Live a balanced life-learn some and think some and draw and paint and sing and dance and play and work every day some-
Okay, I’m still working on that one.
Take a nap every afternoon-
My cats handle this one for me.
When you go out into the world, watch out for traffic, hold hands, and stick together-
I am blessed to go out into the kid lit world, holding hands with some of the best people I know. Winding our way through the streets of the publishing world; we stick together.
Be aware of wonder-
Without this, how would we create anything new?
Remember the little seed in the Styrofoam cup; The roots go down and the plant goes up and nobody really knows how or why, but we are all like that. Goldfish and hamsters and white mice and even the little seed in the Styrofoam cup-they all die. So do we-
The wonderful thing is that, as writers, we can make these moments matter. And what we write can matter to someone in a profound way.
And remember the Dick-and-Jane books and the first word you learned-the biggest word of all-LOOK-
My greatest joy, as a children’s author, is seeing my words reflected through another person’s eyes. In that book, for those few moments, we look at the world together.
What has your writing journey taught you? I’d love to hear about it. Don’t be shy, leave a reply.
Posted by Michelle R. Eastman in amwriting, author, authors giving back, blogging, indie author, kidlit, Michelle Eastman, new author, Self-Publishing, writing for kids Tags: #kidlit, amwriting, author, author support, how to, indie author, kids' books, self-published author, self-publishing, self-publishing indie author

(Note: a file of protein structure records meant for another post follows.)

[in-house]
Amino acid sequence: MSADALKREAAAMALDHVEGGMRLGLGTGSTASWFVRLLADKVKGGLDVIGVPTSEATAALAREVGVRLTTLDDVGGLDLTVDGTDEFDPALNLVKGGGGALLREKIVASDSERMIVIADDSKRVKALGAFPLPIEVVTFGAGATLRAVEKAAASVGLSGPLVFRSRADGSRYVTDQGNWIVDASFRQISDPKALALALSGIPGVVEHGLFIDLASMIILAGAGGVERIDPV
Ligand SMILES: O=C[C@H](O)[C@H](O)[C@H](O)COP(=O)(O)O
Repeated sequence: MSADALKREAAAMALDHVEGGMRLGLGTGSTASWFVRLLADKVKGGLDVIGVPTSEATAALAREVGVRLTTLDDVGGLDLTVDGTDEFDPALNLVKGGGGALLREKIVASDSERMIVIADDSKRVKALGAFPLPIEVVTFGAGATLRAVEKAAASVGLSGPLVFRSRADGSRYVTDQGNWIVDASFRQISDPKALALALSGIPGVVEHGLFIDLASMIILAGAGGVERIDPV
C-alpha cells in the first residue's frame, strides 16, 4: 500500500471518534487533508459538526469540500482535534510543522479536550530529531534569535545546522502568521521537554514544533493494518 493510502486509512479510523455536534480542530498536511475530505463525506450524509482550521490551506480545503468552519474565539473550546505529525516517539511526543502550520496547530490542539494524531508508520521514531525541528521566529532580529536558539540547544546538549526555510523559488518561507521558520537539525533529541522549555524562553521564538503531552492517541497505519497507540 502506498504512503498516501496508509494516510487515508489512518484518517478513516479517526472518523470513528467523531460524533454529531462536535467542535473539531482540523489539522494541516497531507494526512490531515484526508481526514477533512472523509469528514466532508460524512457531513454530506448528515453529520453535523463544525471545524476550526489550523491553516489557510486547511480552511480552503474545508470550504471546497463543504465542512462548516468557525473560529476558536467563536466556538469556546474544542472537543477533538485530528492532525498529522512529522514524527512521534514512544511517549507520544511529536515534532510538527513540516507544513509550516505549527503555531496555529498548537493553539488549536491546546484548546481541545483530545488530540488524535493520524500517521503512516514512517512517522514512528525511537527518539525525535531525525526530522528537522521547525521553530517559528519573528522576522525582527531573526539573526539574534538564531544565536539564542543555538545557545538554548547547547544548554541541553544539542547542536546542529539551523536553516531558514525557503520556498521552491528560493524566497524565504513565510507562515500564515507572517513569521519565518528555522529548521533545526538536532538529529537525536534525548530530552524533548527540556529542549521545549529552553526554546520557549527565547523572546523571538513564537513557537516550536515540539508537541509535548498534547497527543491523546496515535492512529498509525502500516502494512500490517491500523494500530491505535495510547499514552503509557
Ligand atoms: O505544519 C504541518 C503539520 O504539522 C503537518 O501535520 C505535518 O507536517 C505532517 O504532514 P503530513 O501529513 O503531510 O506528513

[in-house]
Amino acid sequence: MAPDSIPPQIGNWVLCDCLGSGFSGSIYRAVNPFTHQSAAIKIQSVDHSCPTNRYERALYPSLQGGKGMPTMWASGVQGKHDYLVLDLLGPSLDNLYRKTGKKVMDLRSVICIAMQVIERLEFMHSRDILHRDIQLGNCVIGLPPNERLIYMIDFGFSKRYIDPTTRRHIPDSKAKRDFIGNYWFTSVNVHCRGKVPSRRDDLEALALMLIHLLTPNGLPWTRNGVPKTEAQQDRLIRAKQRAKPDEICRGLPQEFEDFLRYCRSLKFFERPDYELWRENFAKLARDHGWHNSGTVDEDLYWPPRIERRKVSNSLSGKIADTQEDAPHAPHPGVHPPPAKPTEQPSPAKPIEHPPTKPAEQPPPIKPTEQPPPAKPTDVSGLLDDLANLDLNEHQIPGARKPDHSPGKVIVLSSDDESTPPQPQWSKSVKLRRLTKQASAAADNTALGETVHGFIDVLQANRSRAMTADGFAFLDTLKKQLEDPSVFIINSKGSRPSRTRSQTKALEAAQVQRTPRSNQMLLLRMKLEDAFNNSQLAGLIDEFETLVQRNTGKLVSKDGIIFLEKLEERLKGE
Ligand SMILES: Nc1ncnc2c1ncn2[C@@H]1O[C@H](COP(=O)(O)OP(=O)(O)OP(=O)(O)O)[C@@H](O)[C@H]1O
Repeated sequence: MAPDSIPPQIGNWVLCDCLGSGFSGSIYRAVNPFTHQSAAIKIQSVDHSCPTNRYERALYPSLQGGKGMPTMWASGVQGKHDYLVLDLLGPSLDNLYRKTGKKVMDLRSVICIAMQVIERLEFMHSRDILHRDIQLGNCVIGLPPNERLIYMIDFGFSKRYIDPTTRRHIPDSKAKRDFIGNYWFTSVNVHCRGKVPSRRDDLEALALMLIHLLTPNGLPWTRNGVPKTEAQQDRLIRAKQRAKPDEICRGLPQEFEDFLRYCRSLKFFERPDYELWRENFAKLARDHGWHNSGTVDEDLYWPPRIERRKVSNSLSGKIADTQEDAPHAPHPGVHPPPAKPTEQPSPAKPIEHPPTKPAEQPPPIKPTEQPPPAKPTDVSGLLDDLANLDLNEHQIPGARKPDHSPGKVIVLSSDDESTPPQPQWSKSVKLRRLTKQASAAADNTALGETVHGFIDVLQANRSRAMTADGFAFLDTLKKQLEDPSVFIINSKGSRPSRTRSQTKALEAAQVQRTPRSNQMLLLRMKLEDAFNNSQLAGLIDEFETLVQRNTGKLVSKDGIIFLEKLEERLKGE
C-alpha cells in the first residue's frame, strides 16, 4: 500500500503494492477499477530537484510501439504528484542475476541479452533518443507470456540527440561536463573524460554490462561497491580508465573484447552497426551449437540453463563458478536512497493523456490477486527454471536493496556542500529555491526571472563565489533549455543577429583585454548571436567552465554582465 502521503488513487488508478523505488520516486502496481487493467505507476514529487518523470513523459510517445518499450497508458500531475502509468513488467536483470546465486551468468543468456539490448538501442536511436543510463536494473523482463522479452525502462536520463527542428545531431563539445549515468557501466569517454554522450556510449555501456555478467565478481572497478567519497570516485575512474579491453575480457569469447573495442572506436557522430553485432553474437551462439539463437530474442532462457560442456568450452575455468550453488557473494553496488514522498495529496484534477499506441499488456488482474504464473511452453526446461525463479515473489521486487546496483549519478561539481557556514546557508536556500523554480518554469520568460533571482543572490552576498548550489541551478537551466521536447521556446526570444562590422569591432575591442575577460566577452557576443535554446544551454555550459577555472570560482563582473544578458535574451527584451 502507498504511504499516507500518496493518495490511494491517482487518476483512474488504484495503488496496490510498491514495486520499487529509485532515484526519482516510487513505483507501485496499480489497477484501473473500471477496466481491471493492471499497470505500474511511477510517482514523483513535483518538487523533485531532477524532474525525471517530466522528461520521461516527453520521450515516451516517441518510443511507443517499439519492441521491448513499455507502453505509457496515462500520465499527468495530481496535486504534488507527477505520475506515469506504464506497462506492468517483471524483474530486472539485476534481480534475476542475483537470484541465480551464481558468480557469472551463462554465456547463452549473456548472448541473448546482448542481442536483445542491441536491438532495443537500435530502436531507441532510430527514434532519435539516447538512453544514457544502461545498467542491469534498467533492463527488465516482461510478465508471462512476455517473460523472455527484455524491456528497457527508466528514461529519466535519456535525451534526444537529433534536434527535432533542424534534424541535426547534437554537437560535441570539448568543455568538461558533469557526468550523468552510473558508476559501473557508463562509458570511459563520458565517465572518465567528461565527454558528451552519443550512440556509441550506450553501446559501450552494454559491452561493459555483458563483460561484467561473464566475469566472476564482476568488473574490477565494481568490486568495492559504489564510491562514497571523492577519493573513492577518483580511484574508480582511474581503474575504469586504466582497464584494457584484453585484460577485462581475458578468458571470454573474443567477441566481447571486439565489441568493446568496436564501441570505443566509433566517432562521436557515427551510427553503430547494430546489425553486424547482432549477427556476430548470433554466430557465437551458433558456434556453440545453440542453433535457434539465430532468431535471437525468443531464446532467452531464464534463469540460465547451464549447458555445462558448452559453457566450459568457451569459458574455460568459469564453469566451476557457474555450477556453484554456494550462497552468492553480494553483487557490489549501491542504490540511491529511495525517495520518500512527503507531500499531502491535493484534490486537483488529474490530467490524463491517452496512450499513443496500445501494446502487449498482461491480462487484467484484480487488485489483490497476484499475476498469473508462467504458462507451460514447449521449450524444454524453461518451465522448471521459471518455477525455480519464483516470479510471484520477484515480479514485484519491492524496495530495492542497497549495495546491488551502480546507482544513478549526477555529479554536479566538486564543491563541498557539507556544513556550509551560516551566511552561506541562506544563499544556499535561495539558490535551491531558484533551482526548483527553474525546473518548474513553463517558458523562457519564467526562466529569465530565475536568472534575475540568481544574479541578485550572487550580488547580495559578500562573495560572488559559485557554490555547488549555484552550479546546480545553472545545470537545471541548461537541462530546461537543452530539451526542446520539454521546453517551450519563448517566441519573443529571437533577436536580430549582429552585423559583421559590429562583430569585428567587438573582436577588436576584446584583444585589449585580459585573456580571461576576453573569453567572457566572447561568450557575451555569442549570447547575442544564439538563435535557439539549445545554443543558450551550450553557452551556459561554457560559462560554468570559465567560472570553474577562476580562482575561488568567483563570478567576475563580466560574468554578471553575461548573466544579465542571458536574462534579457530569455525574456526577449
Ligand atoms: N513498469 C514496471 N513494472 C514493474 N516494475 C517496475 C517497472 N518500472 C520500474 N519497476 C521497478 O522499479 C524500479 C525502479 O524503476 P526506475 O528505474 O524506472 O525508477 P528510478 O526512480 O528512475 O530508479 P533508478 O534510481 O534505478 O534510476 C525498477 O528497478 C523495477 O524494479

Top 5 Things Indie-Authors Should Avoid (or How to Avoid the Trappings of Indie Fame and Fortune)
No one can deny that self-publishing is a glamorous vocation. If you are an indie, you know what I mean. But, I urge you not to get caught up with the trappings of the indie-author lifestyle; try to remain humble. The following is a list of general suggestions. I am an indie children’s book author, but the guidelines can be tailored to suit your own needs.
- Do NOT do this when your Amazon sales reach double digits.
- Resist the urge to wear your fur coat when opening rejection letters.
- It’s probably best not to eat caviar while cutting out your home-made bookmarks.
- Your hair and make-up team is not necessary when posting selfies of you and your book.
- Don’t forget the little people; kids are the best fans!
I try my best to stay humble, despite my oh-so-glamorous life as an indie kids’ book author.
But it is hard…
when I work in a place like this-
with assistants like these-
So, my indie friends, enjoy the fame that comes with what we do. You are rock-stars! Embrace it! Write on!